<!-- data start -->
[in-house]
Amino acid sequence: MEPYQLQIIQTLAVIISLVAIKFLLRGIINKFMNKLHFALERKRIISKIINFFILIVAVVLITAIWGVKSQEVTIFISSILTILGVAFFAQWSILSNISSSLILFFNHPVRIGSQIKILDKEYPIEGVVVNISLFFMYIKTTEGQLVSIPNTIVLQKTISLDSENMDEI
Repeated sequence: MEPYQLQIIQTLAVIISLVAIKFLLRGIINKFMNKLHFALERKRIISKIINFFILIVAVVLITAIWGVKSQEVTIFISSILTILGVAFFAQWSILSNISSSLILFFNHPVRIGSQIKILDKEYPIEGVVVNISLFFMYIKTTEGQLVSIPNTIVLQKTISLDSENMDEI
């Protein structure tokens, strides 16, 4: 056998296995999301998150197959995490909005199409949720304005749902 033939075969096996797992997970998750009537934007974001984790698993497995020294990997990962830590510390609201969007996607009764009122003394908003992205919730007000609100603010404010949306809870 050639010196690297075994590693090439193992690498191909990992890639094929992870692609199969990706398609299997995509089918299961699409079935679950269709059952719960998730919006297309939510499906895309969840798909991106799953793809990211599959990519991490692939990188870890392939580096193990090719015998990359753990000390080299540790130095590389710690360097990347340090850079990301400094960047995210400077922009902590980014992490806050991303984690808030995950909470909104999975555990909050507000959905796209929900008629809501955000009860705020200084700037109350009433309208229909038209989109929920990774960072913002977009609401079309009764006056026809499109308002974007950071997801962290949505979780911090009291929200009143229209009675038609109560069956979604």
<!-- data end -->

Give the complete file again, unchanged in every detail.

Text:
[in-house]
Amino acid sequence: MEPYQLQIIQTLAVIISLVAIKFLLRGIINKFMNKLHFALERKRIISKIINFFILIVAVVLITAIWGVKSQEVTIFISSILTILGVAFFAQWSILSNISSSLILFFNHPVRIGSQIKILDKEYPIEGVVVNISLFFMYIKTTEGQLVSIPNTIVLQKTISLDSENMDEI
Repeated sequence: MEPYQLQIIQTLAVIISLVAIKFLLRGIINKFMNKLHFALERKRIISKIINFFILIVAVVLITAIWGVKSQEVTIFISSILTILGVAFFAQWSILSNISSSLILFFNHPVRIGSQIKILDKEYPIEGVVVNISLFFMYIKTTEGQLVSIPNTIVLQKTISLDSENMDEI
């Protein structure tokens, strides 16, 4: 056998296995999301998150197959995490909005199409949720304005749902 033939075969096996797992997970998750009537934007974001984790698993497995020294990997990962830590510390609201969007996607009764009122003394908003992205919730007000609100603010404010949306809870 050639010196690297075994590693090439193992690498191909990992890639094929992870692609199969990706398609299997995509089918299961699409079935679950269709059952719960998730919006297309939510499906895309969840798909991106799953793809990211599959990519991490692939990188870890392939580096193990090719015998990359753990000390080299540790130095590389710690360097990347340090850079990301400094960047995210400077922009902590980014992490806050991303984690808030995950909470909104999975555990909050507000959905796209929900008629809501955000009860705020200084700037109350009433309208229909038209989109929920990774960072913002977009609401079309009764006056026809499109308002974007950071997801962290949505979780911090009291929200009143229209009675038609109560069956979604």